The investigation offers information from “respondents” but apart from claiming to have seen a video of satanic sacrifice, offers no hard evidence. Critiquing the claims, Chandré Gould, Marlise Richter and Ingrid Palmery from the Institute of Security Studies said it suffered from “lack of evidence and methodological integrity”. The report’s claims that Satanism is predominantly practiced by whites also differs with media reports which paint it as a subculture among black youth.
Smangaliso Mkhatshwa, head of the Moral Regeneration Movement, advised caution when approaching the issue. There’s a lack of scientific research to support the existence of Satanism as a religion, he said, and it’s hard to separate individual cases of violence as stemming from a religious belief as opposed to other issues. Both the Old and New Testament of the Bible mention such aspects of behaviour but don’t support the view that Satanism has been a distinctive ideology. What’s particularly concerning, said Mkhatshwa over the phone, is if people want to practice Satanism as an established religion.
Dr Kobus Jonker, who headed the SAPS’s Occult-Related Crimes Unit, is a common source of information on the issue. When contacted by Daily Maverick, he said he was too busy with his homeopathy practice, but he explained the issue in a past interview with Vice. “People jump on bandwagons and see the devil behind every bush and that’s also wrong. It can be very dangerous, so I don’t do that. The Cult Unit was mainly for occult crimes which would involve cult leaders who are generally very charismatic. They run the satanic sects and tell their followers that they must go desecrate graves and go kill people for sacrifices and that sort of thing. South African Satanists concentrate more on committing crimes. That’s not the case with American and British sects. They are more concerned with LaVey’s teachings and the religious side of devil worship. You will rarely find them committing any of the horrible murders committed here in South Africa by the local sects,” said Jonker, who blamed the practice on the common breakdown of the family unit and children being left to their own devices.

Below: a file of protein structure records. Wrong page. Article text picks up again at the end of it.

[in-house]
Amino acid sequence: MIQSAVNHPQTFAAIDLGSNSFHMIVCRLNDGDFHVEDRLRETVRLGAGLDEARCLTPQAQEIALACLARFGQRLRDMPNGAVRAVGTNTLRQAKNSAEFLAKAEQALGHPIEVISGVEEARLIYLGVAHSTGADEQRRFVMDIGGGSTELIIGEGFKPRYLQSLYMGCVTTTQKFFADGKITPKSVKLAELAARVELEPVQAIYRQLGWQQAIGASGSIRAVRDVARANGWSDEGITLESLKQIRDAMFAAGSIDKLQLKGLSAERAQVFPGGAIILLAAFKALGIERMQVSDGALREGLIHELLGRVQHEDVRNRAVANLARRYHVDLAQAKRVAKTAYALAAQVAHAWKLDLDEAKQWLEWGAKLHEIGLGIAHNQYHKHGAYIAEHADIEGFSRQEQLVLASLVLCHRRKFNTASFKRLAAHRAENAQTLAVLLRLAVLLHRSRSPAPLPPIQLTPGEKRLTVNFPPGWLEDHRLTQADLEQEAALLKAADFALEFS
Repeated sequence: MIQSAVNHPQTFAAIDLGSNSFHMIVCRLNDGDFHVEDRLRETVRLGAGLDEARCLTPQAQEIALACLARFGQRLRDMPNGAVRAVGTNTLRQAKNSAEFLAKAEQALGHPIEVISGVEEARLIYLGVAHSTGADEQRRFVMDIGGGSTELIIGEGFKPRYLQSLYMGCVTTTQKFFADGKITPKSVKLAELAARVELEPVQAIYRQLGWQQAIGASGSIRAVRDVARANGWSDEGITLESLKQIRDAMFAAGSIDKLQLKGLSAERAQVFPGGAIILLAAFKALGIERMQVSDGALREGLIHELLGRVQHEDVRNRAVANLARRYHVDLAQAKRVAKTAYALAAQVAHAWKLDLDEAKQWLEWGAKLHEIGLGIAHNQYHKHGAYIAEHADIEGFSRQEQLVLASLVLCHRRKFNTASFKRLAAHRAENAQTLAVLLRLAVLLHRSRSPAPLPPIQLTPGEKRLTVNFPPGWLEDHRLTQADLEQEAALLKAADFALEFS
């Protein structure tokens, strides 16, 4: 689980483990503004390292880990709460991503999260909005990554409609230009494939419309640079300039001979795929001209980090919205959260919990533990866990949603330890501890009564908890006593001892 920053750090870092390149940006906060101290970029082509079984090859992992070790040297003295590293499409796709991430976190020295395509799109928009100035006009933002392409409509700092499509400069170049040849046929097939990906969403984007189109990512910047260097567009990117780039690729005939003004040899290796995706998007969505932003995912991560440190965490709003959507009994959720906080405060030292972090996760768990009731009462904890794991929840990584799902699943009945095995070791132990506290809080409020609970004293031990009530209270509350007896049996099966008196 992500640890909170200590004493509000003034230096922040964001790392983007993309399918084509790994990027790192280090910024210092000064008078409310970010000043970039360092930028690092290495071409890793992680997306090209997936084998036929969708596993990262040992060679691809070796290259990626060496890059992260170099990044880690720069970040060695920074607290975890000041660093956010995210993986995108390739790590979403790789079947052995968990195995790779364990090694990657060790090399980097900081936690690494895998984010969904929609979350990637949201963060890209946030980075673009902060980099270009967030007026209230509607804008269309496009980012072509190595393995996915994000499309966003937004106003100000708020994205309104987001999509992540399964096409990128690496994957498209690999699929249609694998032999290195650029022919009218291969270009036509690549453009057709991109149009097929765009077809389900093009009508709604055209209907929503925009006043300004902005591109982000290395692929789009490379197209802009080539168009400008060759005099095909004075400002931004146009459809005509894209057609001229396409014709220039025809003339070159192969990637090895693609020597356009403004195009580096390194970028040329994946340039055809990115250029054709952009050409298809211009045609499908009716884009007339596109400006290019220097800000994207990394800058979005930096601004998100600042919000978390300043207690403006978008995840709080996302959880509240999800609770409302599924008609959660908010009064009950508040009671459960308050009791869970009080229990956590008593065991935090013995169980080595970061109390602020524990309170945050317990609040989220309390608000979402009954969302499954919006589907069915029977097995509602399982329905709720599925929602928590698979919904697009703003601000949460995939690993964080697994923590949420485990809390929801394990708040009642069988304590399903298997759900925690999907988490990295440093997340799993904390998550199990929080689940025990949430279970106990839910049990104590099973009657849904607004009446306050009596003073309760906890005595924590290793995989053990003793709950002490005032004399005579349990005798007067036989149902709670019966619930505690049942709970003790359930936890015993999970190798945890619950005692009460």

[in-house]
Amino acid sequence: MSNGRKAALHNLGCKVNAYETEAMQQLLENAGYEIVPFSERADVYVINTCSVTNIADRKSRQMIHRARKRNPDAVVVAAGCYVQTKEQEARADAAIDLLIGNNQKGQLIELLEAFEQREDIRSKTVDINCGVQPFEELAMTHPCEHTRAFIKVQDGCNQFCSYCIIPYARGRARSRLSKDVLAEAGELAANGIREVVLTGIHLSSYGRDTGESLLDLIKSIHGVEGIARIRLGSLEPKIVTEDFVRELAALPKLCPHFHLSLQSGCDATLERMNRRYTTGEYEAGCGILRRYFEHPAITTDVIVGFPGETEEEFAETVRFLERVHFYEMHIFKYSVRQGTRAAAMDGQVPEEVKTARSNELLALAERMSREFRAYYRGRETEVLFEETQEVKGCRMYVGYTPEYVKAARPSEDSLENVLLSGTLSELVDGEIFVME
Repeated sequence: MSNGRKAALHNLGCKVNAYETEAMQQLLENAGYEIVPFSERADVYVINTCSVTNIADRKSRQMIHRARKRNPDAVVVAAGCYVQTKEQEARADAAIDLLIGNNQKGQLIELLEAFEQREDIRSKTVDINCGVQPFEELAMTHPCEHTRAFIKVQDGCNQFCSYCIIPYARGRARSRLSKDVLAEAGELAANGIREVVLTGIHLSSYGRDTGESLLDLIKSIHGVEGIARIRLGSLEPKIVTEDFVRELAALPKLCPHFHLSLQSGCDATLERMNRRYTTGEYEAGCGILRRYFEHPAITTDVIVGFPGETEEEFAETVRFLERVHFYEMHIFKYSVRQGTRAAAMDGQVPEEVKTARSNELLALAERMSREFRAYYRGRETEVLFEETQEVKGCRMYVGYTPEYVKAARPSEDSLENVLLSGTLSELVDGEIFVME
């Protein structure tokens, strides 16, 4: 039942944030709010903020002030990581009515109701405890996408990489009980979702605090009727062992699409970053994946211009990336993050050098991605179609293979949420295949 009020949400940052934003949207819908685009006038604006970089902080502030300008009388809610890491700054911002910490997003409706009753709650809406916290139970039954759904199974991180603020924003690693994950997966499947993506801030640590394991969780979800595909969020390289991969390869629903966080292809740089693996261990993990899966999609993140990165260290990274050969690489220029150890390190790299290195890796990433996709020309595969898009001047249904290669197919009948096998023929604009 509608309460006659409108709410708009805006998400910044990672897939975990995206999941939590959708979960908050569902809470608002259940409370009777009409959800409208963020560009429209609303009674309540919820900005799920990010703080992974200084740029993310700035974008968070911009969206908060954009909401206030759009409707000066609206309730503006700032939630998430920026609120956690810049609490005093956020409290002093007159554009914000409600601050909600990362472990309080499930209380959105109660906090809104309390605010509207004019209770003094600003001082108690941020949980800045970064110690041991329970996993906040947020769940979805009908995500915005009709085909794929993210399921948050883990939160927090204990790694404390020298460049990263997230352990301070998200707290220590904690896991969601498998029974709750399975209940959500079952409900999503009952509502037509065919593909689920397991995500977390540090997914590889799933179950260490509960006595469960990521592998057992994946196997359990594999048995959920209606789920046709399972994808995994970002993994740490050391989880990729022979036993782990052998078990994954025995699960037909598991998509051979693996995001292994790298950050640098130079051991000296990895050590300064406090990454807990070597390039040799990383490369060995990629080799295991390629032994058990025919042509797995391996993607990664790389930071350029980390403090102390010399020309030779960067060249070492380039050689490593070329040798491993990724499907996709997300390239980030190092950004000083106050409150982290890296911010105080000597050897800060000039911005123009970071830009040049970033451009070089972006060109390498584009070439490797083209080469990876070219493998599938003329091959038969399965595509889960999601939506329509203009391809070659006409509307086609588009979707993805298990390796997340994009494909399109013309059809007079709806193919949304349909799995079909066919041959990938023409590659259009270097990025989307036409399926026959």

This new breed of Satanism, according to Falkof, is totally different to that of the 1980s. “Now when we compare this to what’s going on currently we see a very different beast indeed. There are similarities – the devil, Bibles, dangerous women, weird rituals – but in most cases, news reporting on ‘Satanism’ is more or less the same as news reporting on ‘muti’ or ‘witchcraft’,” says Falkof. “The spectre of that old fear remains in name at least but it’s been subsumed into a larger South African occult. The best example of this is the way that most satanic tales these days involve not the murder of cats, associated with European witches, but rather endless oceans of chicken blood, which have powerful connotations of muti and local magic.”
Asked whether she believes the hype, Falkof says she doesn’t. Satanist acts of violence, however, may operate based on an individual’s perception of, rather than a proven, satanic conspiracy. “Whether or not ‘they’ exist is almost beside the point when it comes to individuals adopting the language and iconography. If you hear enough about this stuff and start to define yourself as the mythical ‘satanist’, and perform his/her practices, then are you one or aren’t you one? Does it matter how ‘real’ the thing is if people think it’s real?” asks Falkof.
But rather than Satanists floating in the dark, she suggests the practice might be linked to the pulse of South Africa. The natural decline in Rainbow Nation rhetoric has been replaced not only by tragedies – Marikana, Anene Booysens, Reeva Steenkamp – but also a disenchantment with the ANC government, corruption, employment and service delivery. In short, dreams have been dashed.
Falkof quotes other academics on the state of flux and draws it back to Satanism: “I think then perhaps what the upsurge of Satanism stories in the last few years signifies is a symptom of this social fear, this sense that things are ‘sliding out of control’ and that we can’t trust those in charge to keep us afloat. I think those sorts of fears often manifest in occult paranoia because the world begins to seem unmanageable. And, related to that, in a way it’s easier to have a clear enemy; the other nifty task that Satanism scares perform is that they polarise things, they create a good vs. evil story that’s very easy to digest.”